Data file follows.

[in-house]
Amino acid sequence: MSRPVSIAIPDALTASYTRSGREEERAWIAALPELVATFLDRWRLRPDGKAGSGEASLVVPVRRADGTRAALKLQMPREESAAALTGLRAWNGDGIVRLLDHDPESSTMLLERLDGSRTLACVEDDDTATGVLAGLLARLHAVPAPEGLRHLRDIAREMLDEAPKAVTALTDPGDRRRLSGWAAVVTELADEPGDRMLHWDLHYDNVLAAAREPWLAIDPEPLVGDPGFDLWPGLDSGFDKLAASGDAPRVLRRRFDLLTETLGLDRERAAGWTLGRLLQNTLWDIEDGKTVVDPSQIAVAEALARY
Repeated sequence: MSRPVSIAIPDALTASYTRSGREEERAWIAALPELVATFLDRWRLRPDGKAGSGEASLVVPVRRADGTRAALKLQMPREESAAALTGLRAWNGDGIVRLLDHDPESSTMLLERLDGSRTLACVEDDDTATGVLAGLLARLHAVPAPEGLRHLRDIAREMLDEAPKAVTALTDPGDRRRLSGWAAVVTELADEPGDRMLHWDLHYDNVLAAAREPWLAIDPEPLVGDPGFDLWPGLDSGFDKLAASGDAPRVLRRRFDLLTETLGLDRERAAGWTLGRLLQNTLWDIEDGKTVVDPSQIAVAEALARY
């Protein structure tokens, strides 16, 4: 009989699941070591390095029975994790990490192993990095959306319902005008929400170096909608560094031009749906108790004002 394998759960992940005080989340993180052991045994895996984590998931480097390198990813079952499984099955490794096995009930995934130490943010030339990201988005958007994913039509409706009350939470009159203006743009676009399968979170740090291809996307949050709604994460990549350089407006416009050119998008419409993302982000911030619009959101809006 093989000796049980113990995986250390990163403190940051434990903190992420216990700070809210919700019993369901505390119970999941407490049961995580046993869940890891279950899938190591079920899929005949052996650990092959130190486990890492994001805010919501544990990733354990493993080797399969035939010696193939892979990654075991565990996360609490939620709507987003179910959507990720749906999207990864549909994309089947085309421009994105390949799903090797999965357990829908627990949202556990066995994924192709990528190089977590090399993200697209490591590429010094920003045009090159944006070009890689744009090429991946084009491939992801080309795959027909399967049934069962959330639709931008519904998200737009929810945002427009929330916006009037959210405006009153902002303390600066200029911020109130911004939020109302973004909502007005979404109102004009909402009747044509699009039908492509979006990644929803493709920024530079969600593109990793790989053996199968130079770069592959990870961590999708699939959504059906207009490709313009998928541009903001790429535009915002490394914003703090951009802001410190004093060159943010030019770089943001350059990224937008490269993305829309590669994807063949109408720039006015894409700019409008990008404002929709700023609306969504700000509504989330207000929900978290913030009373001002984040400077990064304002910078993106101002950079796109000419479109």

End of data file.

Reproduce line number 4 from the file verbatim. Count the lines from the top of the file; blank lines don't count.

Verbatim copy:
């Protein structure tokens, strides 16, 4: 009989699941070591390095029975994790990490192993990095959306319902005008929400170096909608560094031009749906108790004002 394998759960992940005080989340993180052991045994895996984590998931480097390198990813079952499984099955490794096995009930995934130490943010030339990201988005958007994913039509409706009350939470009159203006743009676009399968979170740090291809996307949050709604994460990549350089407006416009050119998008419409993302982000911030619009959101809006 093989000796049980113990995986250390990163403190940051434990903190992420216990700070809210919700019993369901505390119970999941407490049961995580046993869940890891279950899938190591079920899929005949052996650990092959130190486990890492994001805010919501544990990733354990493993080797399969035939010696193939892979990654075991565990996360609490939620709507987003179910959507990720749906999207990864549909994309089947085309421009994105390949799903090797999965357990829908627990949202556990066995994924192709990528190089977590090399993200697209490591590429010094920003045009090159944006070009890689744009090429991946084009491939992801080309795959027909399967049934069962959330639709931008519904998200737009929810945002427009929330916006009037959210405006009153902002303390600066200029911020109130911004939020109302973004909502007005979404109102004009909402009747044509699009039908492509979006990644929803493709920024530079969600593109990793790989053996199968130079770069592959990870961590999708699939959504059906207009490709313009998928541009903001790429535009915002490394914003703090951009802001410190004093060159943010030019770089943001350059990224937008490269993305829309590669994807063949109408720039006015894409700019409008990008404002929709700023609306969504700000509504989330207000929900978290913030009373001002984040400077990064304002910078993106101002950079796109000419479109």